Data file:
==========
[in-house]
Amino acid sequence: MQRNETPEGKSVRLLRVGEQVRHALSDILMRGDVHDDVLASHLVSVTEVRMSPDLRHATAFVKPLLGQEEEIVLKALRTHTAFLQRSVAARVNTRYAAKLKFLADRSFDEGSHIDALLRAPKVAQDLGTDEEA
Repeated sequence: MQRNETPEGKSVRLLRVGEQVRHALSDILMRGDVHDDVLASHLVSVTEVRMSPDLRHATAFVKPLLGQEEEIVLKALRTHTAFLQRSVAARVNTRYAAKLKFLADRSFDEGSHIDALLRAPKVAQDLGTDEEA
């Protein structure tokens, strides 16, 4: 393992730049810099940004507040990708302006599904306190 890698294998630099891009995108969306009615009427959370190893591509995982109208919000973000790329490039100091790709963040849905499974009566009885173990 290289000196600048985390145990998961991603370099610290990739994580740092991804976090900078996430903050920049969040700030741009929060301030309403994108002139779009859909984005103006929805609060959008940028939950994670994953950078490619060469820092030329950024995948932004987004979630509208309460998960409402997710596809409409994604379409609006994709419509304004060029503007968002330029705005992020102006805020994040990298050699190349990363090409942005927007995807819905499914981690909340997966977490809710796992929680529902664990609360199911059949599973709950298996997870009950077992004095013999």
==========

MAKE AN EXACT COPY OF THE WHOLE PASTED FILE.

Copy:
[in-house]
Amino acid sequence: MQRNETPEGKSVRLLRVGEQVRHALSDILMRGDVHDDVLASHLVSVTEVRMSPDLRHATAFVKPLLGQEEEIVLKALRTHTAFLQRSVAARVNTRYAAKLKFLADRSFDEGSHIDALLRAPKVAQDLGTDEEA
Repeated sequence: MQRNETPEGKSVRLLRVGEQVRHALSDILMRGDVHDDVLASHLVSVTEVRMSPDLRHATAFVKPLLGQEEEIVLKALRTHTAFLQRSVAARVNTRYAAKLKFLADRSFDEGSHIDALLRAPKVAQDLGTDEEA
């Protein structure tokens, strides 16, 4: 393992730049810099940004507040990708302006599904306190 890698294998630099891009995108969306009615009427959370190893591509995982109208919000973000790329490039100091790709963040849905499974009566009885173990 290289000196600048985390145990998961991603370099610290990739994580740092991804976090900078996430903050920049969040700030741009929060301030309403994108002139779009859909984005103006929805609060959008940028939950994670994953950078490619060469820092030329950024995948932004987004979630509208309460998960409402997710596809409409994604379409609006994709419509304004060029503007968002330029705005992020102006805020994040990298050699190349990363090409942005927007995807819905499914981690909340997966977490809710796992929680529902664990609360199911059949599973709950298996997870009950077992004095013999």